Ethiopian refugees, who fled the Tigray conflict, gather in their tent upon their arrival at the Tenedba camp in Mafaza, eastern Sudan (photo: AFP)
Tensions are rising between Sudan and Ethiopia on the back of the failure of the last round of tripartite negotiations – with Egypt – over the Grand Ethiopian Renaissance Dam (GERD). An unresolved border dispute between Khartoum and Addis Ababa has contributed to the problem, but there are additional reasons for escalating tension.
Sudan has been bearing the burden of tens of thousands of Tigrayan refugees who fled their region in northern Ethiopia following clashes between Tigray and the central government, led by Prime Minister Abiy Ahmed, in Addis Ababa. The UN estimates that over 200,000 Tigrayan refugees have fled to Sudan, adding pressure to Khartoum’s ailing economy.
Tensions with Sudan cannot be seen separately from Ethiopia’s domestic developments: the war in Tigray, and Amhara militias’ fighting in the north and to the west on the Sudanese border.
Ahmed is counting on the Amhara political circle, which has been the ruling class for centuries. He is eager to draw support from the political and intellectual middle class now that he has lost the backing of his own people, the Oromo, following the protests that flared up as a result of the murder of famed singer Hachalu Hundessa last year.
The Amhara believe Ethiopia should go back to being a unitary state, the way it was before 1991, when the Tigray took control of the country following the defeat of Colonel Mengistu Haile Mariam (1974-1991). It was then that the Tigray-led Ethiopian People’s Revolutionary Democratic Front divided the country into nine regions based on the ethnic components of the “federal republic”.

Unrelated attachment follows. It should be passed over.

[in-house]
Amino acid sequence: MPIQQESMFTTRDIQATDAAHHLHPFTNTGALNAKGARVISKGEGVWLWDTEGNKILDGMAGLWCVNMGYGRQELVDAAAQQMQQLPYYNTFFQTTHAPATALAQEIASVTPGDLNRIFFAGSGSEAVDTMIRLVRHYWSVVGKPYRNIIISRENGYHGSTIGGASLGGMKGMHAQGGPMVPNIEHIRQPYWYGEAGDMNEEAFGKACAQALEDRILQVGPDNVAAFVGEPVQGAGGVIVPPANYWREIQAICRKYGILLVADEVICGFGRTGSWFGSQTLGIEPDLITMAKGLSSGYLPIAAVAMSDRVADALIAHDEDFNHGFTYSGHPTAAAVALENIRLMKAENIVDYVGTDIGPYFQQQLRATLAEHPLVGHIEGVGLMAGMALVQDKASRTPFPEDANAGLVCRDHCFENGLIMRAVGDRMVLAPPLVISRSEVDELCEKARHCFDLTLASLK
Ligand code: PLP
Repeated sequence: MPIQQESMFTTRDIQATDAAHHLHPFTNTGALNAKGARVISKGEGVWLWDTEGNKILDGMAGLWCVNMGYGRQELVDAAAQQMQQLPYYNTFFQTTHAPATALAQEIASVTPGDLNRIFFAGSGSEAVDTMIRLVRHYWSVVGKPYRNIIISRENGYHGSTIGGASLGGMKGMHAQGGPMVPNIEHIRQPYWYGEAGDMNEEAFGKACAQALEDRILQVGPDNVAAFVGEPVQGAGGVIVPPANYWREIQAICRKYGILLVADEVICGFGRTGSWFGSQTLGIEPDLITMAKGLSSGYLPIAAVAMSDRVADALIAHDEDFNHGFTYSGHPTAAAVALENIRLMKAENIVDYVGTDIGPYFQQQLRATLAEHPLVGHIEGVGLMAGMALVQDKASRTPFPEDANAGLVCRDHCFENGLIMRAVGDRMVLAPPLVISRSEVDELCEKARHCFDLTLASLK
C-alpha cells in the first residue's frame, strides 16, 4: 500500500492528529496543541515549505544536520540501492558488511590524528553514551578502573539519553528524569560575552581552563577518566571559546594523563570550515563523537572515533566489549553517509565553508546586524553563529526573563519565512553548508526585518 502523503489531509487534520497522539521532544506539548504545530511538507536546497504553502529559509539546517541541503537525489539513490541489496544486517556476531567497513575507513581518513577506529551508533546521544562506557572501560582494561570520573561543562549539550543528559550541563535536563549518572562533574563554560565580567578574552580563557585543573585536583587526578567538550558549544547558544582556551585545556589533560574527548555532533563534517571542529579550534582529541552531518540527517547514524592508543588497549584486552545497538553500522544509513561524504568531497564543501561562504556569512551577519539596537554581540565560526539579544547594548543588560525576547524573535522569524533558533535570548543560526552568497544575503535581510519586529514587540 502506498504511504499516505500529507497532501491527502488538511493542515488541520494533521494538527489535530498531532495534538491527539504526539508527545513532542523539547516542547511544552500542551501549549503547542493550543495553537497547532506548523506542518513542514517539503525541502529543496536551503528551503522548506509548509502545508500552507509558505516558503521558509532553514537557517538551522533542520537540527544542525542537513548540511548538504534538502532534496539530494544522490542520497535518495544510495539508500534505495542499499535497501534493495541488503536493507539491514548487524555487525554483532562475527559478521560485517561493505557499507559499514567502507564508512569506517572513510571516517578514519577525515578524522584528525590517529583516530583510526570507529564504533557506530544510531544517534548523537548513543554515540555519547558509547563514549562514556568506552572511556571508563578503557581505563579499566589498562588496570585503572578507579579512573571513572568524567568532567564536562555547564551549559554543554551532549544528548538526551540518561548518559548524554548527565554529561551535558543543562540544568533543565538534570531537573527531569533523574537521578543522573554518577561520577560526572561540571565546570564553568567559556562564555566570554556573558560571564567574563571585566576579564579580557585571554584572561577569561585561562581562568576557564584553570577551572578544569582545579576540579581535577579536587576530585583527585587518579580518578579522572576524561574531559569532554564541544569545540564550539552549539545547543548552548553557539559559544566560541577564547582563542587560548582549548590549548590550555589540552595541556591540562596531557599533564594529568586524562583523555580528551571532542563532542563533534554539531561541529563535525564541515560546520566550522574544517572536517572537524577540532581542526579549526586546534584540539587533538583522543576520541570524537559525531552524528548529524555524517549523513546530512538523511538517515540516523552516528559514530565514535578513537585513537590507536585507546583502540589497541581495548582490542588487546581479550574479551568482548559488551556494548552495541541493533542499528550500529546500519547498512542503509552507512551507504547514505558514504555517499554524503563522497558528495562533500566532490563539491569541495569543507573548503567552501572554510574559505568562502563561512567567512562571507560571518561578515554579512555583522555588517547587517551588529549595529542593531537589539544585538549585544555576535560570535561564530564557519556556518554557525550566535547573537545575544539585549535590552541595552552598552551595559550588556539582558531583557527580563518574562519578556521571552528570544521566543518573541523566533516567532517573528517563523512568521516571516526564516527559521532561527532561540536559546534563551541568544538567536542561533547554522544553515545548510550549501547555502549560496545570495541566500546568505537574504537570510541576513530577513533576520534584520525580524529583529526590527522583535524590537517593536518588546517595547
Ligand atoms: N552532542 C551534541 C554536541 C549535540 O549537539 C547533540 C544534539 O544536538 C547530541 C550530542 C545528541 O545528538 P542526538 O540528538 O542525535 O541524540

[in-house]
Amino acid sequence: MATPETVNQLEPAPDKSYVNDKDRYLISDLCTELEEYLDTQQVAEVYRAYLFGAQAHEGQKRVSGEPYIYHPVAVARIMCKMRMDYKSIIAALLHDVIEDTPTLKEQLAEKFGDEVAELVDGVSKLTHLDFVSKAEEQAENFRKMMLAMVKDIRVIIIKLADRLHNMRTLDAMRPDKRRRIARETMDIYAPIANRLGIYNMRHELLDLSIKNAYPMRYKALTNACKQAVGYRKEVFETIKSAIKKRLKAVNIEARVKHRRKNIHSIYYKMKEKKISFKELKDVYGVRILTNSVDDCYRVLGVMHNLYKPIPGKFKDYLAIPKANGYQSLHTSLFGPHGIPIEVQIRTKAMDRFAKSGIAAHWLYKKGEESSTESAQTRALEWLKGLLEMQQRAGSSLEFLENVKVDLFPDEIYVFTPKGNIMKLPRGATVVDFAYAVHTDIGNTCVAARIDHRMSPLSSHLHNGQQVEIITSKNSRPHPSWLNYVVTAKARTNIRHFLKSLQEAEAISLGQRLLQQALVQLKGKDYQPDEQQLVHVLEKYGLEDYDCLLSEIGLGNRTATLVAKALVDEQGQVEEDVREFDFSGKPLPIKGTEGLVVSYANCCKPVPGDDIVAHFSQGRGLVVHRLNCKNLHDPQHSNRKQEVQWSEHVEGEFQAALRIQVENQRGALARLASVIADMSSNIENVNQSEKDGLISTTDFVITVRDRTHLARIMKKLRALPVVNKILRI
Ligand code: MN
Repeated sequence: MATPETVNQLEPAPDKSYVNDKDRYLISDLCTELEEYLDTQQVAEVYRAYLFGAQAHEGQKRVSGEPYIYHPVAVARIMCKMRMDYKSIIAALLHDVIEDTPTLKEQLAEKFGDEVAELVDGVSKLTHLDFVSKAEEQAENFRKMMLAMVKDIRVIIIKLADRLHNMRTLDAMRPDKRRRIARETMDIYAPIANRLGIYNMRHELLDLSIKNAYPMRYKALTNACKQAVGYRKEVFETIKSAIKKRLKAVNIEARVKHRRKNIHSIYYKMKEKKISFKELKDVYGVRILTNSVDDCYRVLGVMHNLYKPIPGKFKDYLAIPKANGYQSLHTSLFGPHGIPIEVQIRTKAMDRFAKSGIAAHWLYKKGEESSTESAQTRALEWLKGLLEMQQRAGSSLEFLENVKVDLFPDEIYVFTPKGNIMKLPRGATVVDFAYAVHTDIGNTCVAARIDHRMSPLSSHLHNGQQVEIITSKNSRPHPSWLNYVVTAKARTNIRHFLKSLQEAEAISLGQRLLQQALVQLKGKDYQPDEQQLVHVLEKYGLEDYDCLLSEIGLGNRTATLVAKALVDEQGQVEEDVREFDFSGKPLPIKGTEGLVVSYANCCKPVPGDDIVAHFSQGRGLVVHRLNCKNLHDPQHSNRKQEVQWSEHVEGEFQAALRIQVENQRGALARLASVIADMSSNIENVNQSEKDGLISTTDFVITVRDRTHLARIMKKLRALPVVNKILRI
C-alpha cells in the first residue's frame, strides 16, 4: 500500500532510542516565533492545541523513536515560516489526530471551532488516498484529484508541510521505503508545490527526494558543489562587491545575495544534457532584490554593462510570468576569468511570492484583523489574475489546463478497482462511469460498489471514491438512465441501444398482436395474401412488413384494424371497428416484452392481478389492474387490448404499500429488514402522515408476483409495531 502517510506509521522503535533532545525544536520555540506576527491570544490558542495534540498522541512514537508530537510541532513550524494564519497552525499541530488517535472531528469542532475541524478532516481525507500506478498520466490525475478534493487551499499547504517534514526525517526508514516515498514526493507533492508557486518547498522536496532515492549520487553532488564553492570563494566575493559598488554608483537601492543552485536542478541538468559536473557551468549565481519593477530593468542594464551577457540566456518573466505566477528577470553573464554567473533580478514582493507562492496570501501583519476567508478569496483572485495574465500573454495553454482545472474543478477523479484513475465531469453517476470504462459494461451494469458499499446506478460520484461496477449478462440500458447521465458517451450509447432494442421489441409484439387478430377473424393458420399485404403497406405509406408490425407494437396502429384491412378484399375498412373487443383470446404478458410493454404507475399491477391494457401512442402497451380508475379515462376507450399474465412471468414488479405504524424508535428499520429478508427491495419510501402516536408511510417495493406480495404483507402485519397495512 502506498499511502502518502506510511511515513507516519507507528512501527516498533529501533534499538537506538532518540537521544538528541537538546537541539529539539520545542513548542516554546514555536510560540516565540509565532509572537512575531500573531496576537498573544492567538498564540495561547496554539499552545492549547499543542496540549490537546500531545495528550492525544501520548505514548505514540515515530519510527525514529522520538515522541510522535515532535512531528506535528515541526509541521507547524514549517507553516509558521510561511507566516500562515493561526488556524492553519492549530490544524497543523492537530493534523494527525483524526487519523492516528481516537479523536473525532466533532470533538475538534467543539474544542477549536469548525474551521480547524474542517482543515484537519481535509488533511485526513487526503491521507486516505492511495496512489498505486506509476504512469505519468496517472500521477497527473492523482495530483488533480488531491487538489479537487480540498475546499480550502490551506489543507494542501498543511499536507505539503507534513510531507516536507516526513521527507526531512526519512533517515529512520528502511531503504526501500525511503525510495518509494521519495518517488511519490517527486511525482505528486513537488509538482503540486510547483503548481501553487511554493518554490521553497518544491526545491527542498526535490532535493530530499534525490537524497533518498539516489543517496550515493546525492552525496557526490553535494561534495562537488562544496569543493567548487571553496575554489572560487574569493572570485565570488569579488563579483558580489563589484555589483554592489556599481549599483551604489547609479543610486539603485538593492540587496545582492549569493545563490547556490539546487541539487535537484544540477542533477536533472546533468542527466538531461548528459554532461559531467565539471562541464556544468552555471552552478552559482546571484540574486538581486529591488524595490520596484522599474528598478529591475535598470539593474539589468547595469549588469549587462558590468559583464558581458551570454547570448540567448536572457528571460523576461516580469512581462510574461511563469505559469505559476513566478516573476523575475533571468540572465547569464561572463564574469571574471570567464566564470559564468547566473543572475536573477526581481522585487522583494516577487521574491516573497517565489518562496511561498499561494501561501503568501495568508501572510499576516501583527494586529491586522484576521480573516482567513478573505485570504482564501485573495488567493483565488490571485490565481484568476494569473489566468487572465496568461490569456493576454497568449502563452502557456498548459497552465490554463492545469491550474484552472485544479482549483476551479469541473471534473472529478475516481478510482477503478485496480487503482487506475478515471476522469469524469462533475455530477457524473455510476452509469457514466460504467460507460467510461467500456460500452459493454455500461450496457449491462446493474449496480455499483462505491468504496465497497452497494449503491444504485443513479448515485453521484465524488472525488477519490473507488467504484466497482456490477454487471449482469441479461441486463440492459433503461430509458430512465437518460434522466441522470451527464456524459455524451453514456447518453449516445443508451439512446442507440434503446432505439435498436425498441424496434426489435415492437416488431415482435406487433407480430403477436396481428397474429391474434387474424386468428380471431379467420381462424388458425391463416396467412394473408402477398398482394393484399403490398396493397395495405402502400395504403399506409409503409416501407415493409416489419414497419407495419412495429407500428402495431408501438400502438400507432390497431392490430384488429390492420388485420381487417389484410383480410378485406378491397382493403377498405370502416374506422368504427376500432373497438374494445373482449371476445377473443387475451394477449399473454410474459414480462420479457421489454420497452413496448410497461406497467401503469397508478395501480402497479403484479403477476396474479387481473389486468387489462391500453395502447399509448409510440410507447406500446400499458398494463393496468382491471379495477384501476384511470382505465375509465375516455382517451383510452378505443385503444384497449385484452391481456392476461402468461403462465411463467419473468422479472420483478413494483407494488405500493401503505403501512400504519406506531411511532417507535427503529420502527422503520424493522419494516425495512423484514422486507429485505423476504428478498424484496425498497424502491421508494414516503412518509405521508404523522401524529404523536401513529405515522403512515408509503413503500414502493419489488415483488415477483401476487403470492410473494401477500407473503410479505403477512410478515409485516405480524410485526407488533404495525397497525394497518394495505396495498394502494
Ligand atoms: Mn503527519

Ethiopia has some 80 ethnicities, 10 of which have a population of over a million each. The biggest ethnic group is the Oromo, from which Ahmed hails, making up 34 per cent of the Ethiopian population, followed by the Amhara, comprising 27 per cent, the Tigray and Somali, each making up a little over six per cent.
All of Ethiopia’s ethnic groups want the federal system to remain in place because it gives them relative autonomy. The Tigray in particular know all too well that a unitary state will marginalise them due to their small number compared to the Oromo and Amhara. On the other hand, the Amhara, the most educated group and the most qualified to rule, believe a unitary state will enable them to control Ethiopia’s army, institutions and economy.
The presence of over 250,000 trained Tigray fighters raises Addis Ababa’s fears of renewed conflict with Sudan. This adds to concerns regarding Ethiopia and Eritrea.
The Tigray People’s Liberation Front (TPLF) accused Eritrean forces of accessing the Tigray region to support the central forces. The accusations were denied by both Asmara and Addis Ababa. Observers, however, believe the Tigray accusations are not baseless. Asmara regards the TPLF as its enemy. A large number of Ethiopians outside Tigray circles believe the Ethiopian war with Eritrea was simply a conflict between former prime minister Meles Zenawi and the Tigray on one side and Eritrea on the other.